Driving Nevada’s U.S. Route 6


image_11 Are self-fulfilling prophecies real?

A last minute change in plans pointed me southwest across Nevada via US Routes 93 and 6. For the first time I was worried; the drive would be long and hot, and would lack cell service and the comforts of civilization. I worried about the car breaking down in the middle of nowhere, despite it running fine up to this point.

So I worried, and 34 miles southeast of Ely on a 90-degree morning it broke down.

I called AAA with one tentative bar of service and argued about where my car had broken down. “What’s the nearest cross street?” she kept asking, but there was no cross street. I was on a one lane highway in the Nevada desert.

“If they just take SR-6 headed southwest out of Ely they can’t miss me, I’m 20-30 miles out,” I guessed before she put me on hold for an ungodly amount of time while I stood alone in the midday sun, sure that I’d be kidnapped by a trucker.

When my tow arrived we took the car back to Ely. The driver said I was lucky the car broke down where it did. “Once you get over those hills, there’s no cell service. Sometimes I have to pick cars up at Black Rock Summit and that’s really out there. It’s right in the middle. That’s bad.”

He told me about teaching math, science and mechanics at the local school in Ely. When he would retire in a few years he would fix up his Thunderbird and road trip around the country. I asked if he’d bring his wife; he told me she would probably die before then. She’d been battling cancer for seven years and wasn’t doing well. My problems felt smaller.

Nevada car problems

Back in Ely, the local mechanic couldn’t find a problem. He said the car must have become stuck in a low gear, but was fine now. I booked another night in town and planned for smooth desert driving the next day.


And on that next day, the car ran fine until Black Rock Summit, when the gear slipped once more on the way up the hill. We—the team that is my car and me—crept to the top, nearly out of steam. At the summit I let her coast down the other side; when she reached the bottom she was running fine again.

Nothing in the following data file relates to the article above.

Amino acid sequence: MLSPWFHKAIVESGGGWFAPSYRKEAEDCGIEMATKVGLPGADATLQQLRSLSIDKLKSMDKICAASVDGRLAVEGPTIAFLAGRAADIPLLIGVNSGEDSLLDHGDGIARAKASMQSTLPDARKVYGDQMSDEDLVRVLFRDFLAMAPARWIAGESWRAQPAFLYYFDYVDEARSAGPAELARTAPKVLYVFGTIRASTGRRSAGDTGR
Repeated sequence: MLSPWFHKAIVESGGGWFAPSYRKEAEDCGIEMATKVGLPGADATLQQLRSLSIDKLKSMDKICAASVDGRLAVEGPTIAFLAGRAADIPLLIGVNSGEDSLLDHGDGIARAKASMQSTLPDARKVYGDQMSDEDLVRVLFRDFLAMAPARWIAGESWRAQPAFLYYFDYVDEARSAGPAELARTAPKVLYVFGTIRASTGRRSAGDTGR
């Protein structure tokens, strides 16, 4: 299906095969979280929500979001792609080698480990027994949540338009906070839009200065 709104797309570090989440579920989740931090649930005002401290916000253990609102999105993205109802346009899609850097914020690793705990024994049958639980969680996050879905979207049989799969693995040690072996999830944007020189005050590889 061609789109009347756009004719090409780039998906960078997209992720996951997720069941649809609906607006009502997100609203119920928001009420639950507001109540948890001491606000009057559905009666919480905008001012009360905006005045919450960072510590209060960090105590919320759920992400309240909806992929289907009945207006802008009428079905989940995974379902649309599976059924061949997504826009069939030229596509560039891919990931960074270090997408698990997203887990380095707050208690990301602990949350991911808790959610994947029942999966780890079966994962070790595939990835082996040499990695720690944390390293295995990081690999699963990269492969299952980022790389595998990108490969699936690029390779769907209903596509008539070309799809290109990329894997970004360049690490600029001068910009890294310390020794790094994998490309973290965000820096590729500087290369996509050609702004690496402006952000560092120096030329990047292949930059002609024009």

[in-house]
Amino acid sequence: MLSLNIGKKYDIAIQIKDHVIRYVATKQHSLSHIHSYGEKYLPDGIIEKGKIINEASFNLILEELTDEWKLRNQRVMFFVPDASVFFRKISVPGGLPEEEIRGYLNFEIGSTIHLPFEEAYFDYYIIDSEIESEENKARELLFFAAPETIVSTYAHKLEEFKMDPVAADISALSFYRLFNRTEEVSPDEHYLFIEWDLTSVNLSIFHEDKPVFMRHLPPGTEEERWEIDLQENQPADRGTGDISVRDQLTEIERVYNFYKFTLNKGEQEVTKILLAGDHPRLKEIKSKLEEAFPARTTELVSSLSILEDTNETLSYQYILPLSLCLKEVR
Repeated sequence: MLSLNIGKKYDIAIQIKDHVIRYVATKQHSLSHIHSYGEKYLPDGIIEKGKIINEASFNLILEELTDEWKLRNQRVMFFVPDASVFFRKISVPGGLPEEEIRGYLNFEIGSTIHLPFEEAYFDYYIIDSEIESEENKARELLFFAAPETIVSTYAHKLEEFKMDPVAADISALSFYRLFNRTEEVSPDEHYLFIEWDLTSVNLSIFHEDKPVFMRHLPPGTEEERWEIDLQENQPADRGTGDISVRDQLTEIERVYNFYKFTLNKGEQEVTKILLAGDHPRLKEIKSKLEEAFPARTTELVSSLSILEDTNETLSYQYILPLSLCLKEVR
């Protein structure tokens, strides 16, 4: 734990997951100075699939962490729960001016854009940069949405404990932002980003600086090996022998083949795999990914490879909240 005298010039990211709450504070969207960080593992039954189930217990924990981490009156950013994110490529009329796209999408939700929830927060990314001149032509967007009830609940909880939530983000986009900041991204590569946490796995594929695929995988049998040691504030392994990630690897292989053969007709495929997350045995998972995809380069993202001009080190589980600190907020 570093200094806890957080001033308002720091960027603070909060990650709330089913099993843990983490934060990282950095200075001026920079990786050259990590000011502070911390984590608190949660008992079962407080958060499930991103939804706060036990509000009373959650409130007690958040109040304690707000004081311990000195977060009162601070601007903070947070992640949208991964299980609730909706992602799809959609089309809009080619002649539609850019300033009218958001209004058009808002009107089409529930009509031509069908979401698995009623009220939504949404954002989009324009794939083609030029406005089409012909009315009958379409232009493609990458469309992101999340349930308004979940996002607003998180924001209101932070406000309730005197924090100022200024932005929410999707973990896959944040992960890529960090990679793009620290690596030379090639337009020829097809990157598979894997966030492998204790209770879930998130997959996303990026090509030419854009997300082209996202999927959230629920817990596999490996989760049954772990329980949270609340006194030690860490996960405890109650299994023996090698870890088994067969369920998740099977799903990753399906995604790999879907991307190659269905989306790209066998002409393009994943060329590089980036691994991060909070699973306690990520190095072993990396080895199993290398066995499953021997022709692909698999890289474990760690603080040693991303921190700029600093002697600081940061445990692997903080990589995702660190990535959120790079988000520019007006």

I pulled into Tonopah a shaky hour later and the car rested while I sought out a lunch stop, butterflies in my stomach throughout every bite of my turkey sandwich, heavy on the mustard.

We’re getting to California today, I told the car, and myself. I wasn’t about to cancel the night’s hotel reservation in Lee Vining, the eastern portal to Yosemite.

Heart-in-stomach all the way, we traversed Tonopah to the state border, and then Lee Vining. I settled in for the night, unsure of what to do in the morning. I was on the eastern side of the Sierra Nevadas and the closest services were mountains and miles away. I wasn’t sure she we would make it. Tomorrow we would try.


2 thoughts on “Driving Nevada’s U.S. Route 6

  1. Great essay. That is actually, for some of us, the appeal of Nevada’s lonely highways. Breaking down is no fun and that has happened to us in Nevada. (Folks stopped and helped us.) But, on many of these highways one can pull off the road and shut the engine off and really be alone at times. It can be very quiet and touches a person to be so many miles from “civilization”.

    • I love that idea of pulling off the road a bit and being in a “quiet zone” for a bit! And so readers know, I was fortunate to have several people stop and offer to help me, too. Good people out there in NV 🙂 Thanks for your comment.

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